In the accompanying drawings which form a part of the specification and are to be read in conjunction therewith and in which like reference numerals are used to indicate like parts in the various views:
FIG. 1 is a perspective view showing a pair of plates which are specially shaped and may be connected together to form a pawl body in accordance with a preferred embodiment of the present invention;
FIG. 2 is a perspective view showing the two plates welded together to form the pawl;
FIG. 3 is a side elevational view of the pawl shown in FIG. 2;
FIG. 4 is a top elevational view of the pawl shown in FIG. 2;
FIG. 5 is a side elevational view showing the pawl of the present invention engaged to lock a ratchet wheel of a cargo restraint winch system in place.
The present invention is directed to a method of constructing a pawl of the type disclosed in U.S. Pat. No. 5,490,749 to Arbues which is incorporated herein by reference and to which reference may be made for a more detailed understanding of the type of cargo restraint winch system to which the invention relates.
With initial reference to FIG. 1 in particular, a pawl may be constructed in accordance with the present invention by first constructing a pair of generally planar plates 10 and 12 having irregular perimeters. Preferably, the two plates 10 and 12 are formed in a punching operation from steel. Plate 10 is the larger of the two plates. Plate 10 has initially flat opposite sides 14 and 16 and a rounded head portion 18 at one end. An opening 20 is formed in the head portion 18 for the receipt of a pin 22 (see FIG. 5) which is used to pivotally mount the pawl, as will be explained more fully.
The lower edge of plate 10 includes a pair of spaced apart teeth 24 located one behind the other. At the tail end of plate 10 opposite the rounded head 18, the upper edge of the plate includes a projecting fin 26 having a rounded edge 28 on its tip. The fin 26 tapers as it extends away from the main body of plate 10 toward the tip 28. The fin 26 is bent out of the plane of the remainder of plate 10, preferably to extend at a right angle to the rest of the plate and its flat opposite sides 14 and 16. The sidewardly bent fin 26 provides a finger tab to facilitate release of the pawl in a manner that will be described more fully.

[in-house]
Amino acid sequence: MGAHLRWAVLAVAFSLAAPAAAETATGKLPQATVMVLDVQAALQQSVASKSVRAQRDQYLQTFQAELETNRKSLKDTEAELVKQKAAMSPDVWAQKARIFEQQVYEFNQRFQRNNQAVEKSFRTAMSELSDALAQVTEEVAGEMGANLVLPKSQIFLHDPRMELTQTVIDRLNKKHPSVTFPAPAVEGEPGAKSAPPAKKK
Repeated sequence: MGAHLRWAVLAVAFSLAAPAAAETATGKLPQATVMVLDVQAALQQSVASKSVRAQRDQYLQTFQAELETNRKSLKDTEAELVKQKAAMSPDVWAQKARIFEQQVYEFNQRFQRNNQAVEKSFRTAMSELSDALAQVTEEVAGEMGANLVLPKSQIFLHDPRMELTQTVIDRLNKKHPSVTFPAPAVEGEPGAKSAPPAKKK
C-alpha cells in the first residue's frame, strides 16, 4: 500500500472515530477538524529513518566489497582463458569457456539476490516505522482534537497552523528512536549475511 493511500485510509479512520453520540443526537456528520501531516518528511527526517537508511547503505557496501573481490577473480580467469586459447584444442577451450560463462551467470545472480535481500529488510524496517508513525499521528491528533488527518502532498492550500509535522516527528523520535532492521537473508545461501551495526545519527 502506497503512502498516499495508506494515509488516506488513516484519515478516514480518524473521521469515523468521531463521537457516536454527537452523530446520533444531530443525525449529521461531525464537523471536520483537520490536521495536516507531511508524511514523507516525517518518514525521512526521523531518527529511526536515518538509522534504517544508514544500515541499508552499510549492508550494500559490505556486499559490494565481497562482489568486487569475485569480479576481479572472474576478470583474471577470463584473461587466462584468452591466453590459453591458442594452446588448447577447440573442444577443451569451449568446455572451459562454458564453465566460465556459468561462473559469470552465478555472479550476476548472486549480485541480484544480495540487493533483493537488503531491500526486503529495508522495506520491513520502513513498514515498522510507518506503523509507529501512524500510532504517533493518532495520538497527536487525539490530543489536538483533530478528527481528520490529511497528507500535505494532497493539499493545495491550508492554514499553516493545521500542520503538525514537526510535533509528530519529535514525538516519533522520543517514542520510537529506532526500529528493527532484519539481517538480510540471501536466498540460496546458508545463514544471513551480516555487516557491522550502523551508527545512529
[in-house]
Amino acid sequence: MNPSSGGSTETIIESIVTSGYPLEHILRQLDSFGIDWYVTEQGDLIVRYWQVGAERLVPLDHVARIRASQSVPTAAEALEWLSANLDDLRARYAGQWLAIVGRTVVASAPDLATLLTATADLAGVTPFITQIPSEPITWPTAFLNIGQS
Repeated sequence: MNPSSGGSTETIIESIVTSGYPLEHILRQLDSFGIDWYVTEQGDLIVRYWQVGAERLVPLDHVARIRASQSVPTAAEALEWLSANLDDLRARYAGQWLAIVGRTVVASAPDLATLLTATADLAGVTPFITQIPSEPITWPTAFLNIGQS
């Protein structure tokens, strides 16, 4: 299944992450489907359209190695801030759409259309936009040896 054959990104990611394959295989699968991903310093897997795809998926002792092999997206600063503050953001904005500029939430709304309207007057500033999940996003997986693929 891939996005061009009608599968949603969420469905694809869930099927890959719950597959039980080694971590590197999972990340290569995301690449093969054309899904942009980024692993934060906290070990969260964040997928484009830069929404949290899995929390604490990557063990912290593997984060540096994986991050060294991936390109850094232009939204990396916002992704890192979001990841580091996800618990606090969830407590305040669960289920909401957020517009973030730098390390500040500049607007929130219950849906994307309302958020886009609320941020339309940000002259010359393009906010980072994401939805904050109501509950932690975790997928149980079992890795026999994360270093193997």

With continued reference to FIG. 1 in particular, the other plate 12 in part has a similar shape to plate 10 but is smaller than plate 10. Plate 12 has flat opposite sides 30 and 32 and a rounded head portion 34 which coincides in size and shape with the rounded head portion 18 of plate 10. The lower edge of plate 12 includes a pair of spaced apart teeth 36 which are similar in size and shape to the teeth 24 but are at offset locations relative to teeth 24. Plate 12 has an upper edge which substantially coincides in its shape and location with the forward upper edge portion of plate 10. The tail end of plate 12 opposite the rounded head 34 provides a substantially straight edge 38 that merges at its lower end with the back edge of the rear tooth 36. The head portion 34 of plate 12 has a round opening 40 that coincides in its size and location with opening 20.